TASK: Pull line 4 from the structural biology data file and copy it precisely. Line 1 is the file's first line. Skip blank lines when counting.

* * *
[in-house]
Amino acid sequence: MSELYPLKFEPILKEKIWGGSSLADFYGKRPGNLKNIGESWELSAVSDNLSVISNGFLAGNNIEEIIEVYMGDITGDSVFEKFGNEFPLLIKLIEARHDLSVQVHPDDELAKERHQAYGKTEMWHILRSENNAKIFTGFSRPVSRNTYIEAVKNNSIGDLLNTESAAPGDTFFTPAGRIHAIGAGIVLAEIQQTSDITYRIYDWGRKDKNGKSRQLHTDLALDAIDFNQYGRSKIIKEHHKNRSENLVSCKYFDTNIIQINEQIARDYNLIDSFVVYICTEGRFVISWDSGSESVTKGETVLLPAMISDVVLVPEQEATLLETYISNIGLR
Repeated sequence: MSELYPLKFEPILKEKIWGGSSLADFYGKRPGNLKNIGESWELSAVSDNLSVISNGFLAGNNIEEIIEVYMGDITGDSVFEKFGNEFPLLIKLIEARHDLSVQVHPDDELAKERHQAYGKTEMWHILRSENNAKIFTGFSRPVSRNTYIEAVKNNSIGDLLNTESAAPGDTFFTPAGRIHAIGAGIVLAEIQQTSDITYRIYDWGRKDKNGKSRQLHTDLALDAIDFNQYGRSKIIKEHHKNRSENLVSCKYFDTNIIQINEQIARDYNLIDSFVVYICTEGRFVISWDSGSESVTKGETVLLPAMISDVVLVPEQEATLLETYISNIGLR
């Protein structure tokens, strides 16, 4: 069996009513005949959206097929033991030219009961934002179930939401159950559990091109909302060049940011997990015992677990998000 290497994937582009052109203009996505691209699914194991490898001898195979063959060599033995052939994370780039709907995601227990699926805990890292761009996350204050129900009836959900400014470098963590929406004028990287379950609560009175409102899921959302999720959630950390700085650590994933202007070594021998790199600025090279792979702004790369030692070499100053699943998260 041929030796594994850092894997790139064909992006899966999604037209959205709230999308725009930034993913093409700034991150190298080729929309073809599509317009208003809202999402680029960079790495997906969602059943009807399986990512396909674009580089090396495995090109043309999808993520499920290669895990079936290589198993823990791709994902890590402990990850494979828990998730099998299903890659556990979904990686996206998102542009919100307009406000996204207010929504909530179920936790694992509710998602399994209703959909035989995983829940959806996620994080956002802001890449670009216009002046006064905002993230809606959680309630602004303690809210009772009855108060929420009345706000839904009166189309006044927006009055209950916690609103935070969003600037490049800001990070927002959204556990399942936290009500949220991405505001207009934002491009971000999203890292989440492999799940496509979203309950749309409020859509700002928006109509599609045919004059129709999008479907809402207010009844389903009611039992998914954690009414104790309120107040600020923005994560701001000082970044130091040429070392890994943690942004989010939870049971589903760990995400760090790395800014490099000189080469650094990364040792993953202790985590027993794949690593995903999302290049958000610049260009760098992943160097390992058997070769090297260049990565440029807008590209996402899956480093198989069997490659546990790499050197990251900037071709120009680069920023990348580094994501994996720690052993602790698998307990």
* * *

């Protein structure tokens, strides 16, 4: 069996009513005949959206097929033991030219009961934002179930939401159950559990091109909302060049940011997990015992677990998000 290497994937582009052109203009996505691209699914194991490898001898195979063959060599033995052939994370780039709907995601227990699926805990890292761009996350204050129900009836959900400014470098963590929406004028990287379950609560009175409102899921959302999720959630950390700085650590994933202007070594021998790199600025090279792979702004790369030692070499100053699943998260 041929030796594994850092894997790139064909992006899966999604037209959205709230999308725009930034993913093409700034991150190298080729929309073809599509317009208003809202999402680029960079790495997906969602059943009807399986990512396909674009580089090396495995090109043309999808993520499920290669895990079936290589198993823990791709994902890590402990990850494979828990998730099998299903890659556990979904990686996206998102542009919100307009406000996204207010929504909530179920936790694992509710998602399994209703959909035989995983829940959806996620994080956002802001890449670009216009002046006064905002993230809606959680309630602004303690809210009772009855108060929420009345706000839904009166189309006044927006009055209950916690609103935070969003600037490049800001990070927002959204556990399942936290009500949220991405505001207009934002491009971000999203890292989440492999799940496509979203309950749309409020859509700002928006109509599609045919004059129709999008479907809402207010009844389903009611039992998914954690009414104790309120107040600020923005994560701001000082970044130091040429070392890994943690942004989010939870049971589903760990995400760090790395800014490099000189080469650094990364040792993953202790985590027993794949690593995903999302290049958000610049260009760098992943160097390992058997070769090297260049990565440029807008590209996402899956480093198989069997490659546990790499050197990251900037071709120009680069920023990348580094994501994996720690052993602790698998307990």